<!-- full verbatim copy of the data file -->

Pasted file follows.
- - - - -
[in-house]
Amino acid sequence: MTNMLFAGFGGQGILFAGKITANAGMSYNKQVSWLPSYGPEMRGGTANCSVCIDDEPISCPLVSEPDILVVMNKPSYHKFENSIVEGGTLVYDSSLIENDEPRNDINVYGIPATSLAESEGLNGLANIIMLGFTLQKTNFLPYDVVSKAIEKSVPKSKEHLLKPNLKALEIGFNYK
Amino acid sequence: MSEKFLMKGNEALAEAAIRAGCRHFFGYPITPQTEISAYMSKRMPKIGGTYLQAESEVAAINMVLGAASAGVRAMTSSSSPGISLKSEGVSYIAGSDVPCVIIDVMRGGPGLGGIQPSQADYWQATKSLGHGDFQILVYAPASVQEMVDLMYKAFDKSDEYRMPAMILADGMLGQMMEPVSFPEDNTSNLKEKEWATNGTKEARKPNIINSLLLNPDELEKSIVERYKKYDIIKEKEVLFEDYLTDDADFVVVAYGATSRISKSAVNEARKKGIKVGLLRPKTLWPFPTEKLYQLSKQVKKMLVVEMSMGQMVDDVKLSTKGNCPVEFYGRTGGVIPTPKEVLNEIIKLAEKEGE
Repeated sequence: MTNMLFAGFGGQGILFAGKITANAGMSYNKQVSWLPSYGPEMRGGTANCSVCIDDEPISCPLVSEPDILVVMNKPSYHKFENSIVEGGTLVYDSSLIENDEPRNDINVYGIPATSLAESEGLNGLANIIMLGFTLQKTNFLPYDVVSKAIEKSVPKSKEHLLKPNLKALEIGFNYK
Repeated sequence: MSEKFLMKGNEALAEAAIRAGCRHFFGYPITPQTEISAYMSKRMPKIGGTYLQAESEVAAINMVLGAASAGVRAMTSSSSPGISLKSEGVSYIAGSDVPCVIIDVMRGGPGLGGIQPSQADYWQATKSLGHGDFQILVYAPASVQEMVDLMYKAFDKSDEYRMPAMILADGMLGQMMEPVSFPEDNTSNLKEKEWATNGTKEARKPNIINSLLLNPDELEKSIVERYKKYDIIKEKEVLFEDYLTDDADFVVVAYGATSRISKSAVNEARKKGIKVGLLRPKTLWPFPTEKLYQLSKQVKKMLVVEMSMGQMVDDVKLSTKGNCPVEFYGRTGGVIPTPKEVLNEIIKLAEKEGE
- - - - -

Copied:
[in-house]
Amino acid sequence: MTNMLFAGFGGQGILFAGKITANAGMSYNKQVSWLPSYGPEMRGGTANCSVCIDDEPISCPLVSEPDILVVMNKPSYHKFENSIVEGGTLVYDSSLIENDEPRNDINVYGIPATSLAESEGLNGLANIIMLGFTLQKTNFLPYDVVSKAIEKSVPKSKEHLLKPNLKALEIGFNYK
Amino acid sequence: MSEKFLMKGNEALAEAAIRAGCRHFFGYPITPQTEISAYMSKRMPKIGGTYLQAESEVAAINMVLGAASAGVRAMTSSSSPGISLKSEGVSYIAGSDVPCVIIDVMRGGPGLGGIQPSQADYWQATKSLGHGDFQILVYAPASVQEMVDLMYKAFDKSDEYRMPAMILADGMLGQMMEPVSFPEDNTSNLKEKEWATNGTKEARKPNIINSLLLNPDELEKSIVERYKKYDIIKEKEVLFEDYLTDDADFVVVAYGATSRISKSAVNEARKKGIKVGLLRPKTLWPFPTEKLYQLSKQVKKMLVVEMSMGQMVDDVKLSTKGNCPVEFYGRTGGVIPTPKEVLNEIIKLAEKEGE
Repeated sequence: MTNMLFAGFGGQGILFAGKITANAGMSYNKQVSWLPSYGPEMRGGTANCSVCIDDEPISCPLVSEPDILVVMNKPSYHKFENSIVEGGTLVYDSSLIENDEPRNDINVYGIPATSLAESEGLNGLANIIMLGFTLQKTNFLPYDVVSKAIEKSVPKSKEHLLKPNLKALEIGFNYK
Repeated sequence: MSEKFLMKGNEALAEAAIRAGCRHFFGYPITPQTEISAYMSKRMPKIGGTYLQAESEVAAINMVLGAASAGVRAMTSSSSPGISLKSEGVSYIAGSDVPCVIIDVMRGGPGLGGIQPSQADYWQATKSLGHGDFQILVYAPASVQEMVDLMYKAFDKSDEYRMPAMILADGMLGQMMEPVSFPEDNTSNLKEKEWATNGTKEARKPNIINSLLLNPDELEKSIVERYKKYDIIKEKEVLFEDYLTDDADFVVVAYGATSRISKSAVNEARKKGIKVGLLRPKTLWPFPTEKLYQLSKQVKKMLVVEMSMGQMVDDVKLSTKGNCPVEFYGRTGGVIPTPKEVLNEIIKLAEKEGE